I have a confession to make: I am a graduate of Penn State University. I now have to post about something I never thought possible -- the implosion of that storied higher-education brand. What should have been done to prevent it? And what should the university do moving forward?
For those of us who care deeply about Penn State, this past week was mind-numbing; what happened in Happy Valley felt surreal. I am deeply saddened by the shocking revelations; few crimes are more horrific than the sexual abuse of children. But this is a media blog, and it's also a story of failed communication opportunities, and continued missteps by many of the people involved. Much of the finger-pointing, media hype and irrational accusations could have been avoided.
How? Pretty simple: with a crisis communication plan.
The grand jury testimony took place months ago. Coach Joe Paterno, university President Graham Spanier and other senior-level administrators were subpoenaed long in advance of last week's breaking news. University officials had more than enough time to prepare for a media hailstorm. Yet, when the news broke, there clearly was no plan.
Administrators had to scramble to hire a PR firm to handle crisis communication. I mean, c'mon folks. This is Reputation Management 101. No plan in place? No PR agency on standby? The result was that no one was in charge of Penn State's message. Social media platforms were lit up. Rumors swirled for days, whipping America into an angry and judgmental frenzy. That's what happens when there is no spokesperson.
When the message is out of control and public anger is white-hot, high-profile people become targets, sometimes unfairly. Take Paterno. The coach admits he should have done more by reporting the abuse he had been told about to the police. Yet in much of the media he was painted as a criminal, and he was fired in a sloppy, public manner. Joe is not a criminal; assuming he's guilty, Jerry Sandusky is . Paterno is a man who has done so much good for so many kids, students, athletes and charities over six decades, but his 'brand' was overlooked while he was publicly tarred and feathered.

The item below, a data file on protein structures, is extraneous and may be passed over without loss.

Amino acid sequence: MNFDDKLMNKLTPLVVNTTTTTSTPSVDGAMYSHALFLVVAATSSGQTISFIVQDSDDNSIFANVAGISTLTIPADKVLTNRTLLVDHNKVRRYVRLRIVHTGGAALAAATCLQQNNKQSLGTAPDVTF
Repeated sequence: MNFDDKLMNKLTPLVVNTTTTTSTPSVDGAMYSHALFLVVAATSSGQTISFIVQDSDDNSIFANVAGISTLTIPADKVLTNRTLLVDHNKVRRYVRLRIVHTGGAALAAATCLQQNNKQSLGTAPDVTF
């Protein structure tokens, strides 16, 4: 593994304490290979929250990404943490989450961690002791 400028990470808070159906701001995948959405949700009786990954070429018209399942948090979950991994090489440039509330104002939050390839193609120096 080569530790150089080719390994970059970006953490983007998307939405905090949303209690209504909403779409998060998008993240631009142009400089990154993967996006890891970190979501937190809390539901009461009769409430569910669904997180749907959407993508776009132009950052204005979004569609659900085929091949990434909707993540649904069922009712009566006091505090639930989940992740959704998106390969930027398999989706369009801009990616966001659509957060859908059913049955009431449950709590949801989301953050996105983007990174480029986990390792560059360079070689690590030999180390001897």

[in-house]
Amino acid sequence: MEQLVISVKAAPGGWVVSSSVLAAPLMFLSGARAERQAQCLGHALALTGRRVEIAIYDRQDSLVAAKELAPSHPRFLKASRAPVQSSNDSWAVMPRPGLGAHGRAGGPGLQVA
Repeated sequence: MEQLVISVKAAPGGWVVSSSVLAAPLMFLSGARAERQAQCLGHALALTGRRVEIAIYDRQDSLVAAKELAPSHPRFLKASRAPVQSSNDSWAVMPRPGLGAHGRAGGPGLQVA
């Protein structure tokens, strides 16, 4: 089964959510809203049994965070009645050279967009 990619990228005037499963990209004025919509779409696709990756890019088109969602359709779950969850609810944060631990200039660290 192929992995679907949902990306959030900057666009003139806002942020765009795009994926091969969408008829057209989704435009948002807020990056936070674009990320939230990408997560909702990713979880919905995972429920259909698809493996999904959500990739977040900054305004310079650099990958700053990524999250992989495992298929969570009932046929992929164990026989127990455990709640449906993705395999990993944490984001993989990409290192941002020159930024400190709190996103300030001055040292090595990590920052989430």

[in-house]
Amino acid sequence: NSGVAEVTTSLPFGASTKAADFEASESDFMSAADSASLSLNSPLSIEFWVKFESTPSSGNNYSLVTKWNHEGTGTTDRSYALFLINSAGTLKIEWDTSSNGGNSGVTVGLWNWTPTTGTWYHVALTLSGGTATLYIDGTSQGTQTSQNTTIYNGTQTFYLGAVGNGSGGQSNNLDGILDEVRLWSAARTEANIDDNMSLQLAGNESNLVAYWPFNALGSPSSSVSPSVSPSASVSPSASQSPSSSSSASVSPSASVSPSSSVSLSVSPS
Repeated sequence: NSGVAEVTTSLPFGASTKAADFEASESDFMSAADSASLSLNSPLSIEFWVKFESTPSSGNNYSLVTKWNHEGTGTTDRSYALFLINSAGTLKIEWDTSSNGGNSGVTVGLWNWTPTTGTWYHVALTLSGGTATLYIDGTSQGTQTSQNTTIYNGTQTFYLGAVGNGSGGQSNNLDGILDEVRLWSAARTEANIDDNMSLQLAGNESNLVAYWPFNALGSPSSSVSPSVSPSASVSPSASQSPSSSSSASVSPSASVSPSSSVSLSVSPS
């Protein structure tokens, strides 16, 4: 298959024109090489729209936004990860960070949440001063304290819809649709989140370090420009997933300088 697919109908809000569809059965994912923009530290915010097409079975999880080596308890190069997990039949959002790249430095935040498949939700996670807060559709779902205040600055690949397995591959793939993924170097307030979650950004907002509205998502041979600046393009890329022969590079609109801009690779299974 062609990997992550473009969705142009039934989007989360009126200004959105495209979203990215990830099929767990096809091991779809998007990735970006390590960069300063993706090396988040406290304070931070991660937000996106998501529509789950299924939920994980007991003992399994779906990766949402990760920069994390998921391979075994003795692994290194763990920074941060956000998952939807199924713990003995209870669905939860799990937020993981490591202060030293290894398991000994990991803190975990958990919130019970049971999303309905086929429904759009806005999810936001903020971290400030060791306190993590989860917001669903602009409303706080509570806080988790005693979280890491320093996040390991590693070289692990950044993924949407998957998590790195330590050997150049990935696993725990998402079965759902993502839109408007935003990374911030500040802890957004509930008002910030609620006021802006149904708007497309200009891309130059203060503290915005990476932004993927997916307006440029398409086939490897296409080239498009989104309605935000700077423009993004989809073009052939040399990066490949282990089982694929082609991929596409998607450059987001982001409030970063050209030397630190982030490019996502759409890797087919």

Managing a crisis effectively does not make the guilty innocent. It doesn't make the victims less sad. It just allows the public to receive well-thought-out messages, in a timely manner, via credible channels. People can then absorb the news in an intelligent, rational context. And good people don't get swept up in a wave of emotions.
Finally, after a week of irrefutable harm to the Penn State brand, interim President Rodney Erickson, led with the first steps of a plan to restore pride and integrity to the university. It's a start. What's next for my alma mater? Here are steps the university ought to consider to rebuild the Penn State brand:
Continue to channel all communications through the university's most credible source. At this time, it's the interim president. This will help eliminate rumors and innuendo.
Speak with candor. What allegedly took place hit the rawest of nerves among decent people. The public expects facts, delivered with sincerity and authority.
- Penn State should align itself with, and support, a credible organization whose mission is to prevent and counsel victims of sexual abuse. It would be best if this were a national organization, as Penn State draws more than 35% of its students from out of state. Even more important, this is Penn State's opportunity to take a national leadership role in preventing sexual abuse.
- Monitor social media platforms like Facebook, and Twitter for negative messages. Engage those who posted them with dialogue, and if the posting were incorrect, with facts.
- Communicate proactively with students, parents, alumni, administrators, high school guidance counselors, Pennsylvania elected officials and other influencers.
- Retrain PSU's high school recruiters. They need to be on the same page as the university president. Many 12th graders and rising seniors are now either pulling their applications or reconsidering applying to Penn State. Swift, thoughtful training of the recruiters can help stem the defections, and start to turn the brand around.
- Shoot a video with high-profile Penn Staters, providing an objective point-of -view about the university. It should include current students as well as alumni. The message should speak to the situation, be genuine in its tone, and lay out the interim president's new plan to restore pride and integrity. It should also provide a url to donate to a designated organization to prevent sexual abuse of children. Deliver the video via the university e-mail data base, on its web site, and on Youtube, among other media vehicles.
These are but a few ideas to help re-build the Penn State Brand. As events continue to unfold, it is wise to make sure any marketing plan is flexible enough to adapt quickly to breaking situations.
I believe the school will recover, but it will take time. And a good plan
Sound off in our poll: As far as Penn State itself is concerned, is the sexual-abuse scandal beyond the power of crisis communications and PR at this point?